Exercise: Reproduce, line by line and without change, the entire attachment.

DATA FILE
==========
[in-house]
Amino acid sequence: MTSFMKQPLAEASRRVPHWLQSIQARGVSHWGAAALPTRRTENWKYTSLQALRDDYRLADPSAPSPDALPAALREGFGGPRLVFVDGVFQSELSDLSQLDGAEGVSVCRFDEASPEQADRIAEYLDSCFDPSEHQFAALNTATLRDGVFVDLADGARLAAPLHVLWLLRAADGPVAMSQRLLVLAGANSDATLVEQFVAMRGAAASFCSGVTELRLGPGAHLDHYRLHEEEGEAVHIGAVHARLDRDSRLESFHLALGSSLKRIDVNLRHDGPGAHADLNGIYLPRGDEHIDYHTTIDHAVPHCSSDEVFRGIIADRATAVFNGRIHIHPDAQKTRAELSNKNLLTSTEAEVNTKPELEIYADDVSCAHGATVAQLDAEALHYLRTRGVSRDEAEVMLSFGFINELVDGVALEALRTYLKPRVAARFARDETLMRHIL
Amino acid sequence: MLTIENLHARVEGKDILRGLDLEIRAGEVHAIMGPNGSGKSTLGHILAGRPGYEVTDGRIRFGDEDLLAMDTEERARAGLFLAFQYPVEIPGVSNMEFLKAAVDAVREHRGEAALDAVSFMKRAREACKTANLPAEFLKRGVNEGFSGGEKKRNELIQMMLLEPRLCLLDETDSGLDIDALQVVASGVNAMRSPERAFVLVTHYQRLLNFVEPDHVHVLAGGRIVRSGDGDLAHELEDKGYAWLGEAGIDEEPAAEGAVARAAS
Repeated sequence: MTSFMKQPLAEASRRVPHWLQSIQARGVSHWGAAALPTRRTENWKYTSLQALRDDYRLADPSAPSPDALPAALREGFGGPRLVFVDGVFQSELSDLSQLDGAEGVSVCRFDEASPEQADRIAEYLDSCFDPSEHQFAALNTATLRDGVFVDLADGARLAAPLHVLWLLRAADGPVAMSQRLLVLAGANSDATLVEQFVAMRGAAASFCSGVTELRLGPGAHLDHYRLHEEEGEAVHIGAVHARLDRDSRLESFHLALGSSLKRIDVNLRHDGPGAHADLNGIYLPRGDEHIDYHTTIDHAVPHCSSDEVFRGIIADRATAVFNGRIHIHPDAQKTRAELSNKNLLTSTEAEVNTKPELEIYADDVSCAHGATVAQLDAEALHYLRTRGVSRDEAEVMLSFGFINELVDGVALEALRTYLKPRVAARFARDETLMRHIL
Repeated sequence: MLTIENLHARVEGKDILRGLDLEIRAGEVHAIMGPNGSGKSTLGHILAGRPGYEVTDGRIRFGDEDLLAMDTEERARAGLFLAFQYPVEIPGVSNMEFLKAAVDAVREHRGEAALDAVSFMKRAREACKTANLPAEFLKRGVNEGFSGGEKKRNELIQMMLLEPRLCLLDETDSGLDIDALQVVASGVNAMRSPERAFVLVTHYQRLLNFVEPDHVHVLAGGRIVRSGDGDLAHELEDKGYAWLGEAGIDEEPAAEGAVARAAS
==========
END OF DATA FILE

[in-house]
Amino acid sequence: MTSFMKQPLAEASRRVPHWLQSIQARGVSHWGAAALPTRRTENWKYTSLQALRDDYRLADPSAPSPDALPAALREGFGGPRLVFVDGVFQSELSDLSQLDGAEGVSVCRFDEASPEQADRIAEYLDSCFDPSEHQFAALNTATLRDGVFVDLADGARLAAPLHVLWLLRAADGPVAMSQRLLVLAGANSDATLVEQFVAMRGAAASFCSGVTELRLGPGAHLDHYRLHEEEGEAVHIGAVHARLDRDSRLESFHLALGSSLKRIDVNLRHDGPGAHADLNGIYLPRGDEHIDYHTTIDHAVPHCSSDEVFRGIIADRATAVFNGRIHIHPDAQKTRAELSNKNLLTSTEAEVNTKPELEIYADDVSCAHGATVAQLDAEALHYLRTRGVSRDEAEVMLSFGFINELVDGVALEALRTYLKPRVAARFARDETLMRHIL
Amino acid sequence: MLTIENLHARVEGKDILRGLDLEIRAGEVHAIMGPNGSGKSTLGHILAGRPGYEVTDGRIRFGDEDLLAMDTEERARAGLFLAFQYPVEIPGVSNMEFLKAAVDAVREHRGEAALDAVSFMKRAREACKTANLPAEFLKRGVNEGFSGGEKKRNELIQMMLLEPRLCLLDETDSGLDIDALQVVASGVNAMRSPERAFVLVTHYQRLLNFVEPDHVHVLAGGRIVRSGDGDLAHELEDKGYAWLGEAGIDEEPAAEGAVARAAS
Repeated sequence: MTSFMKQPLAEASRRVPHWLQSIQARGVSHWGAAALPTRRTENWKYTSLQALRDDYRLADPSAPSPDALPAALREGFGGPRLVFVDGVFQSELSDLSQLDGAEGVSVCRFDEASPEQADRIAEYLDSCFDPSEHQFAALNTATLRDGVFVDLADGARLAAPLHVLWLLRAADGPVAMSQRLLVLAGANSDATLVEQFVAMRGAAASFCSGVTELRLGPGAHLDHYRLHEEEGEAVHIGAVHARLDRDSRLESFHLALGSSLKRIDVNLRHDGPGAHADLNGIYLPRGDEHIDYHTTIDHAVPHCSSDEVFRGIIADRATAVFNGRIHIHPDAQKTRAELSNKNLLTSTEAEVNTKPELEIYADDVSCAHGATVAQLDAEALHYLRTRGVSRDEAEVMLSFGFINELVDGVALEALRTYLKPRVAARFARDETLMRHIL
Repeated sequence: MLTIENLHARVEGKDILRGLDLEIRAGEVHAIMGPNGSGKSTLGHILAGRPGYEVTDGRIRFGDEDLLAMDTEERARAGLFLAFQYPVEIPGVSNMEFLKAAVDAVREHRGEAALDAVSFMKRAREACKTANLPAEFLKRGVNEGFSGGEKKRNELIQMMLLEPRLCLLDETDSGLDIDALQVVASGVNAMRSPERAFVLVTHYQRLLNFVEPDHVHVLAGGRIVRSGDGDLAHELEDKGYAWLGEAGIDEEPAAEGAVARAAS